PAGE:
The excitement and pride only lasted a split second before it occurred to me that now that I knew what she was asking, I needed to ANSWER her. Okay, I can do this. I can do this. Breakfast words….hmmm, breakfast words…. My mind flipped through the pages of my 1985 Spanish textbook, trying to find the picture of the family sitting around the table eating one morning with all of the little breakfast words highlighted in bold. HUEVOS! I know how to say, “eggs”! I blurted it out as soon as it came to my mind, so relieved that my first morning would not be an epic fail.
“Huevos!” I shouted back. Come on, Susanne, think. “Huevos, por favor!” Good, good… “Me gustan huevos!”
Yes! I had done it! I had constructed my very first sentence ever in the Spanish real world.
Anyway. I regress. My point is, small beginnings. Verryyyy small beginnings. But those 3 weeks in Mexico were certainly foundational to my Spanish-speaking skills, which would be an integral part of the next several years of my life.
I went on to take AP Spanish as a Senior, studied in Spain my sophomore year of college, taught in a Spanish immersion classroom for my first teaching job…and all the while I dreamed of marrying that tall Latino man who would give me brown haired, brown eyed Latino babies one day. And my babies would grow up speaking both Spanish and English and we would all live happily ever after. In my waiting, I developed an affinity for naming my most endearing possessions with Spanish names. Most of you know Chiquita, my beloved Honda Accord (who has now grown up and moved out from under my roof…sniff, sniff.), Felipe, my Mac Powerbook (who has been my almost constant companion for the last 6 years and who is, unfortunately, dying a slow painful death. I have to keep a close eye on Felipe because Brian keeps trying to put him to sleep for good) and of course, iPaco (nicknamed iPaquito) who is my sweet little ipod. I was a lady in waiting, but I wasn’t going to let them stop me from having little Latino loves.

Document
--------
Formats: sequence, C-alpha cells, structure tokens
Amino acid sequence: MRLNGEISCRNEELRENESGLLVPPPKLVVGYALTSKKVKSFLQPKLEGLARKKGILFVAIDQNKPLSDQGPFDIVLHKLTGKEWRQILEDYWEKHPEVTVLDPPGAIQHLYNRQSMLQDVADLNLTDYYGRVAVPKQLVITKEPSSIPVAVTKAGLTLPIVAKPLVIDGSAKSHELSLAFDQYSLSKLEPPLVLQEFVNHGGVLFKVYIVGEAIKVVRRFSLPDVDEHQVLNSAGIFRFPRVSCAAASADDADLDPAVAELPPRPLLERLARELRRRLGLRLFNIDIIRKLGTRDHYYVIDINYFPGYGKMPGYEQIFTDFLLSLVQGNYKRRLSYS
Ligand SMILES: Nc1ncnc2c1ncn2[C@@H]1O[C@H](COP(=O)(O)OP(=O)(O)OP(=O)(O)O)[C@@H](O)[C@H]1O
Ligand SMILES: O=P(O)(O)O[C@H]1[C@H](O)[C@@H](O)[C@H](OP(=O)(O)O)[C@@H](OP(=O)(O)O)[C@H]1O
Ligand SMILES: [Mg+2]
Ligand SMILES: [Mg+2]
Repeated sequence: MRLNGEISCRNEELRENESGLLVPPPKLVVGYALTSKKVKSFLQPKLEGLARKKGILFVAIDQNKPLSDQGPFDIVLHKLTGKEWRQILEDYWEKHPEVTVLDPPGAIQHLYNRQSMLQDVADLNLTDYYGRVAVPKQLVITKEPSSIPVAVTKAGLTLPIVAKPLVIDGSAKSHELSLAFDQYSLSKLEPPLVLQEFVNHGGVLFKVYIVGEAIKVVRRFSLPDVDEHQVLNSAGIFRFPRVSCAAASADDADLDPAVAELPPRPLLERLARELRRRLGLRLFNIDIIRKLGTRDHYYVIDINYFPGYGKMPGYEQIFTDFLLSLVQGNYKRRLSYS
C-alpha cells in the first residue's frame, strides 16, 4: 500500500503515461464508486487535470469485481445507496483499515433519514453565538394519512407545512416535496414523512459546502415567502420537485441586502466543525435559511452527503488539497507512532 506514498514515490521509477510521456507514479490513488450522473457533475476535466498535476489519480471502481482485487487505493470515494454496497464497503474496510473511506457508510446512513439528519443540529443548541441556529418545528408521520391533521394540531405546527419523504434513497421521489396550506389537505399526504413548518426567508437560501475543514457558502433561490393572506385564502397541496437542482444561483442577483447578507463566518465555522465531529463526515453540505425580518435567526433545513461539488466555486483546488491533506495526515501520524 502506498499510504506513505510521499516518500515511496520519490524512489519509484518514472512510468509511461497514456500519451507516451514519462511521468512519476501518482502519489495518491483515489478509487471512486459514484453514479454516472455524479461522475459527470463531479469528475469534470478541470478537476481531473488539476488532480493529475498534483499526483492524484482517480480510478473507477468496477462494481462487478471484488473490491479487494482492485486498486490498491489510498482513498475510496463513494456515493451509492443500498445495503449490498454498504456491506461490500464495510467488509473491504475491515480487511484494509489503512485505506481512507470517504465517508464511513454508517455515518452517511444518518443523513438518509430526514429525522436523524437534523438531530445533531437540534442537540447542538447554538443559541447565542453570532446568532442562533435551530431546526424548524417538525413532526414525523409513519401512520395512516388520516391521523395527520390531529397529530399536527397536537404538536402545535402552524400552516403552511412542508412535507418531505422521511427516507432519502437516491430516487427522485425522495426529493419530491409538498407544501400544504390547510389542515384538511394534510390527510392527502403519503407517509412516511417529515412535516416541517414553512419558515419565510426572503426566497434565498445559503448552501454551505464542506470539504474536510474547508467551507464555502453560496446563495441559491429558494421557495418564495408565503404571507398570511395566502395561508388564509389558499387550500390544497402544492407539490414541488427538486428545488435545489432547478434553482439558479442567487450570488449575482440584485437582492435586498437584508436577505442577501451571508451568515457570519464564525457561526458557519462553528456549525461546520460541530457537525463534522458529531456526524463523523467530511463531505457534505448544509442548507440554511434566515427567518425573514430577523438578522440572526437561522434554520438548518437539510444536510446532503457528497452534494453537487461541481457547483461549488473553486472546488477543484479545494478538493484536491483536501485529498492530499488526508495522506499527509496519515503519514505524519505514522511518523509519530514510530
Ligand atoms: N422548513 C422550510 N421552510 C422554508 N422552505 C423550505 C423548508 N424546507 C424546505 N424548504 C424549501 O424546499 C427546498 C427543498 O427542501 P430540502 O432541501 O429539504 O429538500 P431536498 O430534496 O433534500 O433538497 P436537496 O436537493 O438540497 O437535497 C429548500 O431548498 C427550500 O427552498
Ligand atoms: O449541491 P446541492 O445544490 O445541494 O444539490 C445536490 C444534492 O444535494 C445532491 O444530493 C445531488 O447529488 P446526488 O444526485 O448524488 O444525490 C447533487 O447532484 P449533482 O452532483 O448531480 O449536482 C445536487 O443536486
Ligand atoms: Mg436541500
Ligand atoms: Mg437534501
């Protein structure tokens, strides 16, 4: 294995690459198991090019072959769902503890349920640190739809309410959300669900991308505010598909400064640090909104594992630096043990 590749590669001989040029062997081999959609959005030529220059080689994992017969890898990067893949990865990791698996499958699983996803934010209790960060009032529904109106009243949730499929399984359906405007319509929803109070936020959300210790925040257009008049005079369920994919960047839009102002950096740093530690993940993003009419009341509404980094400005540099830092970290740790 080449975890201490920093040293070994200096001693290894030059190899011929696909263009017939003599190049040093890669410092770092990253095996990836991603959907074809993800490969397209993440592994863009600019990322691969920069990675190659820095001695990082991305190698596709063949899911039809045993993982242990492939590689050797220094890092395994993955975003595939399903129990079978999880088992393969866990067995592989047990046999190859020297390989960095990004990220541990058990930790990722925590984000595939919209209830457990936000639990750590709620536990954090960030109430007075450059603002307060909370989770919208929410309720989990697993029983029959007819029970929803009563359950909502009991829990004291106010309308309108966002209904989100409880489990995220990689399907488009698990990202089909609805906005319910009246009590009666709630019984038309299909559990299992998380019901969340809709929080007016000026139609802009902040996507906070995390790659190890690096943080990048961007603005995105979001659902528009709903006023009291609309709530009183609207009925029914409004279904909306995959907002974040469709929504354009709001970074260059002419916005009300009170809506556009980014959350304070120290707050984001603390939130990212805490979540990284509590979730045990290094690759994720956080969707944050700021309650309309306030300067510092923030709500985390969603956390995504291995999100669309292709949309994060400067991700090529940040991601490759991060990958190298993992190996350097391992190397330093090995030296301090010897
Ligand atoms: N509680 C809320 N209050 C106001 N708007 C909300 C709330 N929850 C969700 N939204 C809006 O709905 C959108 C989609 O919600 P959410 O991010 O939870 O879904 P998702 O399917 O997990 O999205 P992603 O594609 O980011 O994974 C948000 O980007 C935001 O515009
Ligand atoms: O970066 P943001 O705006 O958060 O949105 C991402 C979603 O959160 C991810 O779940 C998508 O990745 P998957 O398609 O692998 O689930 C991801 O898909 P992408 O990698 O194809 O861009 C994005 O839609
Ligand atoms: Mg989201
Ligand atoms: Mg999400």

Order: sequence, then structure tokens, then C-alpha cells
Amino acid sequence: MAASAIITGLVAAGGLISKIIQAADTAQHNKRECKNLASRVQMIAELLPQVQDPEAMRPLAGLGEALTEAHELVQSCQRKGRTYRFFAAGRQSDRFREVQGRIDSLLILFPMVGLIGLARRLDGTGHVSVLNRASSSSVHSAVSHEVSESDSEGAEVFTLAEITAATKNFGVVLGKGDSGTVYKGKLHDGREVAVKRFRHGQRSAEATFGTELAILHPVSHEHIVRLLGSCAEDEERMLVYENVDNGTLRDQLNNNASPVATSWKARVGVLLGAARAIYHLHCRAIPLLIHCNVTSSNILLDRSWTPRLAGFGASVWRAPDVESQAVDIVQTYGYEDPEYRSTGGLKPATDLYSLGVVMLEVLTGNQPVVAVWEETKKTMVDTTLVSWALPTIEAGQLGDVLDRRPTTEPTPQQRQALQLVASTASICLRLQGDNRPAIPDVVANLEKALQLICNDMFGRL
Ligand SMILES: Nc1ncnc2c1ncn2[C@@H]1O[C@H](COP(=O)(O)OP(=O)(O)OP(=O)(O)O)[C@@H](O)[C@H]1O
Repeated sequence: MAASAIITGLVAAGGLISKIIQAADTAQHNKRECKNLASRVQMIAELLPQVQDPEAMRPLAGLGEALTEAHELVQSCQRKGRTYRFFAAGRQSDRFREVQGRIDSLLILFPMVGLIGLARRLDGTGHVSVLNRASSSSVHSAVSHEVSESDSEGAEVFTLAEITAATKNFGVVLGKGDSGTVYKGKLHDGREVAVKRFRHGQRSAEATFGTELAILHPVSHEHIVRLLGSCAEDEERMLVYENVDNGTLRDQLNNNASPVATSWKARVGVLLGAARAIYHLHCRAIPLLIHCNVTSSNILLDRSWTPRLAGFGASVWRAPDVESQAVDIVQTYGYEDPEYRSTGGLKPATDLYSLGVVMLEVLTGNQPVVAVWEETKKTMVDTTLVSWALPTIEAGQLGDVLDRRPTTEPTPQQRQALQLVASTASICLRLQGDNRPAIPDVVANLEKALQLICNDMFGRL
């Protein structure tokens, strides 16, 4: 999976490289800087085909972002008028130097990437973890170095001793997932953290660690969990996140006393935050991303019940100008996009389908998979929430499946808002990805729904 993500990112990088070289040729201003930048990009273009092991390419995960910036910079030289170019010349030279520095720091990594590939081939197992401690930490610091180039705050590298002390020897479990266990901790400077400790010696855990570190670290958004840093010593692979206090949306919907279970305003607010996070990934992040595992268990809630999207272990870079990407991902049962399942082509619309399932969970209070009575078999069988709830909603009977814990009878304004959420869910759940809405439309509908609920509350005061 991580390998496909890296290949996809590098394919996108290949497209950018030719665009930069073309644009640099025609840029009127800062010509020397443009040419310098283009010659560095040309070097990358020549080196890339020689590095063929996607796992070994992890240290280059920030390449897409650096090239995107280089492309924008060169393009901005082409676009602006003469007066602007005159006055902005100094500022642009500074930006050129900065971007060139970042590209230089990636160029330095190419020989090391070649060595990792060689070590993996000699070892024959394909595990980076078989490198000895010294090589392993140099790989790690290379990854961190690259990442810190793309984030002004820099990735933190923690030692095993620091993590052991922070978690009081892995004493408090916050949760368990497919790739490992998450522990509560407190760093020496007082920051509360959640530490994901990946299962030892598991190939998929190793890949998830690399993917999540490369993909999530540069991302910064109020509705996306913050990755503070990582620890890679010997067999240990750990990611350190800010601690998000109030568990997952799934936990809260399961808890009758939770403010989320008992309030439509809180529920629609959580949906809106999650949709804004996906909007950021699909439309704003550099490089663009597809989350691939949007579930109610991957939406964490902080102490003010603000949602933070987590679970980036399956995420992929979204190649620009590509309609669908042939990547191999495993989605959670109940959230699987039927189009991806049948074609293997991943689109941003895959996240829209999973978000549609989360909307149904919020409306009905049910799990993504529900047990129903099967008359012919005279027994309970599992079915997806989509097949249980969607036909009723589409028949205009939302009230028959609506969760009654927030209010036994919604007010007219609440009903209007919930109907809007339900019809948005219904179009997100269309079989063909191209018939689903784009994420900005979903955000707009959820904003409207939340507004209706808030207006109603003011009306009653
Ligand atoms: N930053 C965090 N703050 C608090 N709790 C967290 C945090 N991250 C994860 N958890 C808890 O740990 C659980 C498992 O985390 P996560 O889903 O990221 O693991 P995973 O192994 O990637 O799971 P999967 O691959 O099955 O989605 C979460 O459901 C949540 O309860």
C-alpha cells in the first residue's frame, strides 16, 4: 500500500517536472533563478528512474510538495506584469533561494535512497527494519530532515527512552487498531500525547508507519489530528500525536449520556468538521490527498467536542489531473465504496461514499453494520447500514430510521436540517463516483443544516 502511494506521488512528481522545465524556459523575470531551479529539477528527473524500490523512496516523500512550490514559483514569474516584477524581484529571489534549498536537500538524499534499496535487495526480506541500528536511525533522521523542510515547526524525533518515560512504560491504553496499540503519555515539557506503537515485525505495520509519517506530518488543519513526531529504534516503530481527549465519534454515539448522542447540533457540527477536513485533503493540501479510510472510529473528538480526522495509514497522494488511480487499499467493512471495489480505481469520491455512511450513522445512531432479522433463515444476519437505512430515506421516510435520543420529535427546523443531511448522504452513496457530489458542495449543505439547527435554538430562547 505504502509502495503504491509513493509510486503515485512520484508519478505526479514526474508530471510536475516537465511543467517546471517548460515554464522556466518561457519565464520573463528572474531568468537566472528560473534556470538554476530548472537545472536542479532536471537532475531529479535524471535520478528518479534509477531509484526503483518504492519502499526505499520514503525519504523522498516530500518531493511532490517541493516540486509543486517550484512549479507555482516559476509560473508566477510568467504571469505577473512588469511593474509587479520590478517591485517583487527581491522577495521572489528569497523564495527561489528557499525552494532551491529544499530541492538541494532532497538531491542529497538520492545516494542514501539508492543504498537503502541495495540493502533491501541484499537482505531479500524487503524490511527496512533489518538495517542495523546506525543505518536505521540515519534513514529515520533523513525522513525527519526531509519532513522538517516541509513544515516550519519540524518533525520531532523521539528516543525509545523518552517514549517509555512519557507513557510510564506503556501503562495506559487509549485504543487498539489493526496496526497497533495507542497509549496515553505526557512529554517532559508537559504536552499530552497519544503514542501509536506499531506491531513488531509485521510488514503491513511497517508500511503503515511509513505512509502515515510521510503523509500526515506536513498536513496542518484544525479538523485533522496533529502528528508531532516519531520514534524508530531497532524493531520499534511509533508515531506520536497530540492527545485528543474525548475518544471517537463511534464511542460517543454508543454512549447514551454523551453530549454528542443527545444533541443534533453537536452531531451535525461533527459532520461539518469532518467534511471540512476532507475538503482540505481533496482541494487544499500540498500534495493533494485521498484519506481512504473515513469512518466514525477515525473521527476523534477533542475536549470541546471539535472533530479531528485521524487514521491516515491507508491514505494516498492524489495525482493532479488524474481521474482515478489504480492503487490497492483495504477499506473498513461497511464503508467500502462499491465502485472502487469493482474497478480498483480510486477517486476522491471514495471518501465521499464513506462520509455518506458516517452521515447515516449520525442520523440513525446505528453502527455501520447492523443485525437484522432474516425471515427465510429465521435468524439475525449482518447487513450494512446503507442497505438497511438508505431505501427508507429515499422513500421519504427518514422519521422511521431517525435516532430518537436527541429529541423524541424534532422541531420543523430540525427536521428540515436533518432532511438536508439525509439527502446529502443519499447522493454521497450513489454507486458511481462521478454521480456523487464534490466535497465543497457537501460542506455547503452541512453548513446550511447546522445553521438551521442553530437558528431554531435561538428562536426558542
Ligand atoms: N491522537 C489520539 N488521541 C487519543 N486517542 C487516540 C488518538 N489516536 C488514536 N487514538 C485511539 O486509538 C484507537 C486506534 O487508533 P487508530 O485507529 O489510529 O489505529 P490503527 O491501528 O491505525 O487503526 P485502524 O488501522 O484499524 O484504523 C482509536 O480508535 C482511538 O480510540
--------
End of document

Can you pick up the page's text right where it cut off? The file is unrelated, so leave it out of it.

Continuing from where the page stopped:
But then…thee Mr. Brian Moberg walked into my life. Who is, incidentally, about as far from Latino as they come. (But he is quite tall!) When I’ve attempted to teach him Spanish in the past he always—and I mean always—responds with “Oui”…no matter what I’m saying. Sigh. When I fell in love with him, so did my dreams of living la vida loca.
But when we got pregnant, my passions were stirred once again and I began to dream. I was convinced—convinced—that the baby in my womb was part Latino. I just really believed my God could take Brian’s genes and my genes and form a little Latino baby in my womb. If God really loved me, maybe he would give me a brown baby. Hey, stranger things have happened. Maybe, when I ingested that parasite last summer in Mazatlan that made me so sick when I was 10 weeks pregnant with Elliott, it left a little trace of Mexicano in my womb…but only time would tell.